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iPhones for enterprise class applications? The issue is information security

I bought an iPhone 4 last week. It has 32 GB of memory, nearly as much as my two and a half year old Windows notebook. It does a lot of cool things and as Steve Jobs would say, it is “insanely great”. Now having said that, one of the reasons I got the device was to better understand the ecosystem. Part of this assessment is an understanding of the information security issues.

The short answer is that the iPhone is not a very suitable enterprise class device, mostly because of security issues. If I was a CIO for a large corporation I would not support the device unless I was prepared to make a significant investment in multiple layers of security and information protection around the applications I intended to support. Perhaps more significant is the fact that Apple has no intention of making the device enterprise capable. When they can’t meet the demand from the consumer segment, why would they bother with all the headaches of making the device enterprise ready?

In some sense the orientation that Apple has towards the enterprise creates opportunity for some businesses to address this enterprise gap, or more specifically the information security gap. The opportunity is created because people want to use iPhones for work processes. An example in the healthcare industry segment is a doctor using an electronic health record on his or her iPhone. A more general example would be using Microsoft’s SharePoint document collaboration system.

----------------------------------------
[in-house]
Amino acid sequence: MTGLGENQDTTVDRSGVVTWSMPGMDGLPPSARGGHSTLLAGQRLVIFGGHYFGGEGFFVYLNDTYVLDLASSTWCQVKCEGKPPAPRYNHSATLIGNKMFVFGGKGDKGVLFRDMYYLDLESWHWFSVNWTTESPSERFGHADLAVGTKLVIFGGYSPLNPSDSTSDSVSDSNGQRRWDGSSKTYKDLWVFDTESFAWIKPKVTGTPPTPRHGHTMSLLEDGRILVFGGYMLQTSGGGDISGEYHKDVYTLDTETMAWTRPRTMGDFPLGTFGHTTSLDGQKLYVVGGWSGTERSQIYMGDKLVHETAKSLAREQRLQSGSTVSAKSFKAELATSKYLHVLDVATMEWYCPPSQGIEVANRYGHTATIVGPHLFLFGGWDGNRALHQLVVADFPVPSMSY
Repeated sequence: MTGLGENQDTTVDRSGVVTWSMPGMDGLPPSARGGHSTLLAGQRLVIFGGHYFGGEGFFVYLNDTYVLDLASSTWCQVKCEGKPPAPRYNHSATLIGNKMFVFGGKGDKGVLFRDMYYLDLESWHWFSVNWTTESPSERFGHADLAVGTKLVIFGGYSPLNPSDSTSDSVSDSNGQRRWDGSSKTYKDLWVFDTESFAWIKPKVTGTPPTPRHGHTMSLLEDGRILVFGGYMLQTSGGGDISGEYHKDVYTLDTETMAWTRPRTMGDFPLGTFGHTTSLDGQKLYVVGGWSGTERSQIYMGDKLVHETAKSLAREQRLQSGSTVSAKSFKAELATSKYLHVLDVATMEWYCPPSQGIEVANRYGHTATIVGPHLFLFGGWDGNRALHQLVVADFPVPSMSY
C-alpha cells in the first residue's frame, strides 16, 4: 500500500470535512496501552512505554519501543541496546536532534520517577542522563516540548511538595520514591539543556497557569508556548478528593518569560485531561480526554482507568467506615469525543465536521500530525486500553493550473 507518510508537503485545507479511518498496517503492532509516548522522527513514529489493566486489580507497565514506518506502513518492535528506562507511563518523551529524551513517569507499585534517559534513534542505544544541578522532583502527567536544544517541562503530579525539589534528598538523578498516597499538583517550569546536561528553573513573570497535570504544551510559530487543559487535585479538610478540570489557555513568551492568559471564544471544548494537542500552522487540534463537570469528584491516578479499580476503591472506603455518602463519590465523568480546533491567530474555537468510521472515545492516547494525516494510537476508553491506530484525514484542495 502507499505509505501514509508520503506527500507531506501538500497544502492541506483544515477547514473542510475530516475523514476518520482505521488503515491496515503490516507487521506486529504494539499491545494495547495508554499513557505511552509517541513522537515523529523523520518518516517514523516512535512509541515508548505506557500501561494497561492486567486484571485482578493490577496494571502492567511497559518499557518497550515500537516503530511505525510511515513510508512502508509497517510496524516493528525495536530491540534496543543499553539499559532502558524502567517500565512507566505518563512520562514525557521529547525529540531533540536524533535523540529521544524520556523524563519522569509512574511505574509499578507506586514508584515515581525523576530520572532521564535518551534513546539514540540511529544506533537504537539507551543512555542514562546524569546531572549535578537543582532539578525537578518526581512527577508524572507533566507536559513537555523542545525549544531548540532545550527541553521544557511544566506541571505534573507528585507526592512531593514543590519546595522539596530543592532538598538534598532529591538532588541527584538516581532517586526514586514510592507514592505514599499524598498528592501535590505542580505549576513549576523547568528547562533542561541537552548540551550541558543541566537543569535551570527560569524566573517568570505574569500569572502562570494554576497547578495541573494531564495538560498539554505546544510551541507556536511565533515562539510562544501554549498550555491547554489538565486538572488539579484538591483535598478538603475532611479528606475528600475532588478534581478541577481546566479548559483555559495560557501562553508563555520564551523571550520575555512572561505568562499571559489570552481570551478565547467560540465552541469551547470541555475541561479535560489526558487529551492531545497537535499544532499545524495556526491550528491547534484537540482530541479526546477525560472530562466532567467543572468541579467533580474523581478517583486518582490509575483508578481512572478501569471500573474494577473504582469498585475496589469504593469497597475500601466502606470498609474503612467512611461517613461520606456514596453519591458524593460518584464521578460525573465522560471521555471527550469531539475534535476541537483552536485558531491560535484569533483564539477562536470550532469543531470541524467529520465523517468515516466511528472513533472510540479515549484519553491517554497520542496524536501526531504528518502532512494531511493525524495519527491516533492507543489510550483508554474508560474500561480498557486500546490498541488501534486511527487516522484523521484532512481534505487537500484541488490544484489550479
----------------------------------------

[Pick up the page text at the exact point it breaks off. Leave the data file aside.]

There are several things to consider from an information security perspective to make usage of the iPhone feasible. First you would want to use a web application. This allows the end user to bring up the application in Safari without requiring users to have to download the app from iTunes. Unless you jail break the device, Apple forces customers to use iTunes as the application broker. Clearly as an enterprise system you wouldn’t want to rely on jail breaking devices nor would you want to use iTunes. Additionally, I would recommend consideration of security investment in several other areas, including:

• Two factor authentication

• Policy-driven authorization

• Digital rights management around the information in the system

• Encryption for data in transit, at rest and in use by the application

• Event management of the infrastructure and applications

• Risk based behavioral analytics of the business process transactions aimed at defeating malicious insiders and advanced attack teams

It should be apparent that this is no small undertaking for an enterprise. Maybe, the good old Blackberry might look more attractive.

This Post Has One Comment
  1. We’ve had lots of internal debate lately about Apple’s enterprise management capabilities for the iPhone and iPad. The latest news from Macrumours that Apple is beefing up its enterprise sales staff (they are poaching staff from RIM / Research in Motion) is a positive sign that their commitment to enterprise deployments (and security) is growing.

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